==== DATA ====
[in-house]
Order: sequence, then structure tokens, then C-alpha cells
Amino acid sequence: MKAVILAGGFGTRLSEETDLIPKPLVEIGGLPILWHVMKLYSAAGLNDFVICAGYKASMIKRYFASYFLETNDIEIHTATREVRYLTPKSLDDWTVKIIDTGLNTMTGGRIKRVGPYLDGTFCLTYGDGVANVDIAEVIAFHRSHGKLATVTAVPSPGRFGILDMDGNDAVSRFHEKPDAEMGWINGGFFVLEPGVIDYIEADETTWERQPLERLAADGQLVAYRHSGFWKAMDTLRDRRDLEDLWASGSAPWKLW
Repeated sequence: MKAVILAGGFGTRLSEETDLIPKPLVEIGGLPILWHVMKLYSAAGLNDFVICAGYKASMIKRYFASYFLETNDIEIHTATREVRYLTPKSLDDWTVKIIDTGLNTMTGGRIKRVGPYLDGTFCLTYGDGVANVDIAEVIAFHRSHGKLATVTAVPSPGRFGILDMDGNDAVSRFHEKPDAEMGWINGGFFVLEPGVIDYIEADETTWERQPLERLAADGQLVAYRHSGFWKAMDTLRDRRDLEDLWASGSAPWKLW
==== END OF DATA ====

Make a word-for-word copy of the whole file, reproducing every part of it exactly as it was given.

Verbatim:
[in-house]
Order: sequence, then structure tokens, then C-alpha cells
Amino acid sequence: MKAVILAGGFGTRLSEETDLIPKPLVEIGGLPILWHVMKLYSAAGLNDFVICAGYKASMIKRYFASYFLETNDIEIHTATREVRYLTPKSLDDWTVKIIDTGLNTMTGGRIKRVGPYLDGTFCLTYGDGVANVDIAEVIAFHRSHGKLATVTAVPSPGRFGILDMDGNDAVSRFHEKPDAEMGWINGGFFVLEPGVIDYIEADETTWERQPLERLAADGQLVAYRHSGFWKAMDTLRDRRDLEDLWASGSAPWKLW
Repeated sequence: MKAVILAGGFGTRLSEETDLIPKPLVEIGGLPILWHVMKLYSAAGLNDFVICAGYKASMIKRYFASYFLETNDIEIHTATREVRYLTPKSLDDWTVKIIDTGLNTMTGGRIKRVGPYLDGTFCLTYGDGVANVDIAEVIAFHRSHGKLATVTAVPSPGRFGILDMDGNDAVSRFHEKPDAEMGWINGGFFVLEPGVIDYIEADETTWERQPLERLAADGQLVAYRHSGFWKAMDTLRDRRDLEDLWASGSAPWKLW